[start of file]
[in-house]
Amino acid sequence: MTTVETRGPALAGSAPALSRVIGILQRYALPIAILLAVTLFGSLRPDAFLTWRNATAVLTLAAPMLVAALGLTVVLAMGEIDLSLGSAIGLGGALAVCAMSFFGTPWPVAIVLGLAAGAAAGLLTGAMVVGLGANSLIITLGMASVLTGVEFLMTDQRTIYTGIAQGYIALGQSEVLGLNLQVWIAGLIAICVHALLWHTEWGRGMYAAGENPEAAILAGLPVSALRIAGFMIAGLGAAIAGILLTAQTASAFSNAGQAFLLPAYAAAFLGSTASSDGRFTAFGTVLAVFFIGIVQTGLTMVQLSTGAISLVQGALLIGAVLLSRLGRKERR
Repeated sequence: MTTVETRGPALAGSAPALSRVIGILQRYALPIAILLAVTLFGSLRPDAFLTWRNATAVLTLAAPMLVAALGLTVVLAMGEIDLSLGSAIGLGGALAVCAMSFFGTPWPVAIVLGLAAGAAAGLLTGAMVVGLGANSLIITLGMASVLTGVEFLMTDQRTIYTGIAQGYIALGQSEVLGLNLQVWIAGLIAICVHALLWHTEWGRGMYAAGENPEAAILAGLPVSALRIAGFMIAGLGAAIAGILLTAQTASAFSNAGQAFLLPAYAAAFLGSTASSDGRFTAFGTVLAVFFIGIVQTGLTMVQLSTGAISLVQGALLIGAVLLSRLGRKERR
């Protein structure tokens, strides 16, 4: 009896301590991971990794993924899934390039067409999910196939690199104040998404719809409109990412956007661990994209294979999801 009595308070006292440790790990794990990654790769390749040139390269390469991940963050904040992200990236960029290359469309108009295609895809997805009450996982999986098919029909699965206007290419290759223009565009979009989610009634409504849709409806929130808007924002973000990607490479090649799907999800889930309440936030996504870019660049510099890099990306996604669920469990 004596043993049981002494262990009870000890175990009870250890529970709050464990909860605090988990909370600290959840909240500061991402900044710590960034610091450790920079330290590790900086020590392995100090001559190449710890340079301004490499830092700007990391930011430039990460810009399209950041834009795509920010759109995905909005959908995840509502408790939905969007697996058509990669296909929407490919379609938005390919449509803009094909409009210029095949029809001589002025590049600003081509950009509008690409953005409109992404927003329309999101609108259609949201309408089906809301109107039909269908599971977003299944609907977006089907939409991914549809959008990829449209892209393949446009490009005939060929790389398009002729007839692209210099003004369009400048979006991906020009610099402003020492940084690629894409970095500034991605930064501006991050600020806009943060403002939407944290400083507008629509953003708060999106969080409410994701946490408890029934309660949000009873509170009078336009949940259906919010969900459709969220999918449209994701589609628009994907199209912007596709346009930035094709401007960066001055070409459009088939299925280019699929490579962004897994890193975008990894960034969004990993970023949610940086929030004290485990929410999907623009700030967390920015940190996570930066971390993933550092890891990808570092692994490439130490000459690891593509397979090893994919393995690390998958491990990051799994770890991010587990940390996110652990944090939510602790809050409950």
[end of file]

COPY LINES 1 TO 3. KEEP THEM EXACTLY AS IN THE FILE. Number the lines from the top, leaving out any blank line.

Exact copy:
[in-house]
Amino acid sequence: MTTVETRGPALAGSAPALSRVIGILQRYALPIAILLAVTLFGSLRPDAFLTWRNATAVLTLAAPMLVAALGLTVVLAMGEIDLSLGSAIGLGGALAVCAMSFFGTPWPVAIVLGLAAGAAAGLLTGAMVVGLGANSLIITLGMASVLTGVEFLMTDQRTIYTGIAQGYIALGQSEVLGLNLQVWIAGLIAICVHALLWHTEWGRGMYAAGENPEAAILAGLPVSALRIAGFMIAGLGAAIAGILLTAQTASAFSNAGQAFLLPAYAAAFLGSTASSDGRFTAFGTVLAVFFIGIVQTGLTMVQLSTGAISLVQGALLIGAVLLSRLGRKERR
Repeated sequence: MTTVETRGPALAGSAPALSRVIGILQRYALPIAILLAVTLFGSLRPDAFLTWRNATAVLTLAAPMLVAALGLTVVLAMGEIDLSLGSAIGLGGALAVCAMSFFGTPWPVAIVLGLAAGAAAGLLTGAMVVGLGANSLIITLGMASVLTGVEFLMTDQRTIYTGIAQGYIALGQSEVLGLNLQVWIAGLIAICVHALLWHTEWGRGMYAAGENPEAAILAGLPVSALRIAGFMIAGLGAAIAGILLTAQTASAFSNAGQAFLLPAYAAAFLGSTASSDGRFTAFGTVLAVFFIGIVQTGLTMVQLSTGAISLVQGALLIGAVLLSRLGRKERR